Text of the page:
Signs And Symptoms Of Bunions

Is that lump on your foot a bunion?

Has your parent been complaining about their bunion? If so, this may be enough for you to start taking a closer look at your own feet. After all, bunions are genetic. If you have a family member with bunions, chances are good that you could develop them too over the years. From the office of our Asheville, NC, board-certified podiatrist Dr. Daniel Waldman, here’s how to tell that you have a bunion.

You have a bony bump at the base of your big toe

This is the most obvious sign of a bunion. While a bunion can occur in any toe joint, it most often impacts the large joint at the base of the big toe. The bump will be small and unnoticeable at first but will continue to get larger if not properly managed.

You notice a callus

Since the bump sticks out, it’s more likely to rub against your shoes and lead to corn or callus. If you notice that there is a callus or hardened skin on the bump this is another sign that you have a bunion.

Your big toe leans inward

If you don’t take care of your feet and you ignore the stages of your bunion, it will continue to progress until you notice more severe changes to the overall structure of your feet. One of the first signs, apart from a bony protrusion, is that the big toe will start to lean inward on the smaller toes. In more severe cases, the big toe may even cross over the other toes.

If you notice a bony bump at the base of your big toe, this is usually how a bunion begins and it’s a good idea to turn to our Asheville, NC, podiatrist to find out how to prevent the bunion from getting worse. It’s much easier to manage a bunion during the earlier stages. Common ways to slow the progression of a bunion include:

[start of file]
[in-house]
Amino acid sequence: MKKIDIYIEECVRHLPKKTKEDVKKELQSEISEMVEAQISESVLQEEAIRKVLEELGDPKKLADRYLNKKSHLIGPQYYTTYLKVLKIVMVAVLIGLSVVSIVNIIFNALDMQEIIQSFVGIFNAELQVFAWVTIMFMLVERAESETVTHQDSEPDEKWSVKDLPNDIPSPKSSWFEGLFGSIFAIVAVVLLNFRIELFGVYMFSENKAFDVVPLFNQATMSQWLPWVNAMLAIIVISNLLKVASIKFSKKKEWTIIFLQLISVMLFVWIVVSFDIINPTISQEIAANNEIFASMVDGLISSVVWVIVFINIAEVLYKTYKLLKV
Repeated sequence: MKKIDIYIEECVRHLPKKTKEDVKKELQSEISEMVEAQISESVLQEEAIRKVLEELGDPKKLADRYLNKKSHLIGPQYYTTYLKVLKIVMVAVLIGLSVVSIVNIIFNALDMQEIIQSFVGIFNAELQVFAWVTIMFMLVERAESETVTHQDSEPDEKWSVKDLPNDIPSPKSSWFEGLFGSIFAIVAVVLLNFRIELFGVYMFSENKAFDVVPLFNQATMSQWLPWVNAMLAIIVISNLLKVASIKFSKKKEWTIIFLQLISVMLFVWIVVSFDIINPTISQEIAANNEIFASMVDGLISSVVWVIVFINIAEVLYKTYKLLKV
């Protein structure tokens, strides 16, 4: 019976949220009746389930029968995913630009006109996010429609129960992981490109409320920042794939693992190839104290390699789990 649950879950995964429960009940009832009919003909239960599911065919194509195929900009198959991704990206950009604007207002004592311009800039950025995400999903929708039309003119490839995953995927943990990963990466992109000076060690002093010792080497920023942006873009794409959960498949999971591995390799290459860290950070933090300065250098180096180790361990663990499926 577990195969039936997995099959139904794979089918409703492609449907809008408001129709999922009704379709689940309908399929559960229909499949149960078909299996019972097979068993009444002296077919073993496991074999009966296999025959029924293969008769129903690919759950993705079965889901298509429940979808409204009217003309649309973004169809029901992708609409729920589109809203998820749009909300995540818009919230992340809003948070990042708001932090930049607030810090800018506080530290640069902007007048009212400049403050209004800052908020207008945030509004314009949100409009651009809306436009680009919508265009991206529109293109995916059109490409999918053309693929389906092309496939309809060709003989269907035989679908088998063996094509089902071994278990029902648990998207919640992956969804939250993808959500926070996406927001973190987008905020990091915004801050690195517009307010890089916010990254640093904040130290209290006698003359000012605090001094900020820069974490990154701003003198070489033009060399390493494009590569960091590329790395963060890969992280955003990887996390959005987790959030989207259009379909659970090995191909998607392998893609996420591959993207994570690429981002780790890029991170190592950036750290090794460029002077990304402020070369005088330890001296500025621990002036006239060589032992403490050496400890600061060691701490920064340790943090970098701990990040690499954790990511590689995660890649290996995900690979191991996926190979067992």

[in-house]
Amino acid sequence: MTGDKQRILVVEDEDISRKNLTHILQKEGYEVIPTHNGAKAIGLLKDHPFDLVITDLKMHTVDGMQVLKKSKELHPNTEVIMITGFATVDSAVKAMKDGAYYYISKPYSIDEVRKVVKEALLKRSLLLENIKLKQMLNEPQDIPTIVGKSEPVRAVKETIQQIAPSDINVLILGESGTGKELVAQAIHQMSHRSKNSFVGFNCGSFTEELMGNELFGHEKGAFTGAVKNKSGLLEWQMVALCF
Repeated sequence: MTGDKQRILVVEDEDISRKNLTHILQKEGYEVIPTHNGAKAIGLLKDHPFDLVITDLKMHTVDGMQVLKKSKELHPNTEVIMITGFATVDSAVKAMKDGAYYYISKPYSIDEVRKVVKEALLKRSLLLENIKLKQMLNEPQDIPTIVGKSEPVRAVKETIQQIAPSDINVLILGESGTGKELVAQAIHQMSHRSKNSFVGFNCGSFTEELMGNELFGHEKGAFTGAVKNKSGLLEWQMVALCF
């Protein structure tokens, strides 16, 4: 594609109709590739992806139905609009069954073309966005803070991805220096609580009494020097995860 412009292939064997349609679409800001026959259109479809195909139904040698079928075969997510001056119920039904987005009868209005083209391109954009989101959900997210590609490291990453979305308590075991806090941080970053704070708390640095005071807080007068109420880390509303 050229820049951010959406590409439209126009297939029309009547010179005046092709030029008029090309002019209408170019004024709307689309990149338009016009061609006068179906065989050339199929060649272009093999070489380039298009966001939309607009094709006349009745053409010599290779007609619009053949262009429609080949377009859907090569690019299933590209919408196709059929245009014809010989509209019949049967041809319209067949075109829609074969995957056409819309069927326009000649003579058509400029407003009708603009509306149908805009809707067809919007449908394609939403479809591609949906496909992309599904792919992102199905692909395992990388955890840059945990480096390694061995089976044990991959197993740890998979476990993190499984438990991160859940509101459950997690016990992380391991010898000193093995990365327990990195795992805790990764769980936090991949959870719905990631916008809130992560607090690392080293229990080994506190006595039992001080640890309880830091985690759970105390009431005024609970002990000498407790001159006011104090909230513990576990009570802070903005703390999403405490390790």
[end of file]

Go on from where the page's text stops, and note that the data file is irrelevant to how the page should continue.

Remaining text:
• Wearing properly fitted and supportive footwear
  • Wearing prescription orthotics in your shoes for added support and cushioning
  • Applying a protective bandage over the bunion to prevent friction and the development of a callus
  • Avoiding high heels and shoes with a pointed toe
  • Ice therapy or warm soaks
  • Nonsteroidal anti-inflammatory medications to ease pain and swelling

When is surgery necessary?

In most cases, bunion surgery isn’t recommended unless a patient is dealing with significant pain or a large bunion that impacts their daily routine and isn’t properly managed with nonsurgical treatment options. If you’re at this stage, it may be time to talk with our board-certified podiatrist about bunion surgery.

Here at our Asheville, NC, practice, we offer the latest and least invasive surgeries to correct deformities and other foot and ankle problems. Dr. Waldman is a surgical expert, teaching surgery nationally and internationally to other podiatrists. You know you have an expert on your side who will provide you with the best bunion treatment possible when you turn to Blue Ridge Foot Centers.

To contact our office or to schedule an appointment with our team, call us at 828-254-5371 or learn more about our services online.

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